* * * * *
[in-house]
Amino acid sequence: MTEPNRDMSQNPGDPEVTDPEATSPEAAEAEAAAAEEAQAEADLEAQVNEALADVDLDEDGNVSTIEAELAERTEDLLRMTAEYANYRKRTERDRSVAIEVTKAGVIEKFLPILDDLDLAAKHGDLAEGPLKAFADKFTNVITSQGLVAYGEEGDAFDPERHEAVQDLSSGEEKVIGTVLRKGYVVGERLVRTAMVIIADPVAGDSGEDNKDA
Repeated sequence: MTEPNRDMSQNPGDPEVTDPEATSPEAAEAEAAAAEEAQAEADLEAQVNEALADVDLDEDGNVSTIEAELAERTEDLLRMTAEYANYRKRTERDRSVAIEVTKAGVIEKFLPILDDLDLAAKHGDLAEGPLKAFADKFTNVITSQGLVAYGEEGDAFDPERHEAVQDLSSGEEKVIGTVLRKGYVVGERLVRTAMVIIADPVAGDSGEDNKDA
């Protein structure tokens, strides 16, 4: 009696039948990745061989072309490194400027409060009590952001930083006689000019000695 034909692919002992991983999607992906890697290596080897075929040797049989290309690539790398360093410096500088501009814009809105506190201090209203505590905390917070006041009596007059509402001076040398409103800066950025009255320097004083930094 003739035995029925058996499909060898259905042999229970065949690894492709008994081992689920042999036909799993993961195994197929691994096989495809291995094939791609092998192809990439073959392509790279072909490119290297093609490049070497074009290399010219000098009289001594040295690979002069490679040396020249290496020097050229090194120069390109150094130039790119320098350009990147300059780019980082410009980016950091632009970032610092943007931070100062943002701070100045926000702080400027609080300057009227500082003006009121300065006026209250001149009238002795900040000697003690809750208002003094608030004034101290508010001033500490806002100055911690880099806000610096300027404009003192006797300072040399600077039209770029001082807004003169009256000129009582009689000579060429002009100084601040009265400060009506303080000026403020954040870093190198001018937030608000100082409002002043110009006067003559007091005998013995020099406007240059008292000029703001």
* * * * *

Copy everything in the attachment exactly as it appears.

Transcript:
[in-house]
Amino acid sequence: MTEPNRDMSQNPGDPEVTDPEATSPEAAEAEAAAAEEAQAEADLEAQVNEALADVDLDEDGNVSTIEAELAERTEDLLRMTAEYANYRKRTERDRSVAIEVTKAGVIEKFLPILDDLDLAAKHGDLAEGPLKAFADKFTNVITSQGLVAYGEEGDAFDPERHEAVQDLSSGEEKVIGTVLRKGYVVGERLVRTAMVIIADPVAGDSGEDNKDA
Repeated sequence: MTEPNRDMSQNPGDPEVTDPEATSPEAAEAEAAAAEEAQAEADLEAQVNEALADVDLDEDGNVSTIEAELAERTEDLLRMTAEYANYRKRTERDRSVAIEVTKAGVIEKFLPILDDLDLAAKHGDLAEGPLKAFADKFTNVITSQGLVAYGEEGDAFDPERHEAVQDLSSGEEKVIGTVLRKGYVVGERLVRTAMVIIADPVAGDSGEDNKDA
């Protein structure tokens, strides 16, 4: 009696039948990745061989072309490194400027409060009590952001930083006689000019000695 034909692919002992991983999607992906890697290596080897075929040797049989290309690539790398360093410096500088501009814009809105506190201090209203505590905390917070006041009596007059509402001076040398409103800066950025009255320097004083930094 003739035995029925058996499909060898259905042999229970065949690894492709008994081992689920042999036909799993993961195994197929691994096989495809291995094939791609092998192809990439073959392509790279072909490119290297093609490049070497074009290399010219000098009289001594040295690979002069490679040396020249290496020097050229090194120069390109150094130039790119320098350009990147300059780019980082410009980016950091632009970032610092943007931070100062943002701070100045926000702080400027609080300057009227500082003006009121300065006026209250001149009238002795900040000697003690809750208002003094608030004034101290508010001033500490806002100055911690880099806000610096300027404009003192006797300072040399600077039209770029001082807004003169009256000129009582009689000579060429002009100084601040009265400060009506303080000026403020954040870093190198001018937030608000100082409002002043110009006067003559007091005998013995020099406007240059008292000029703001």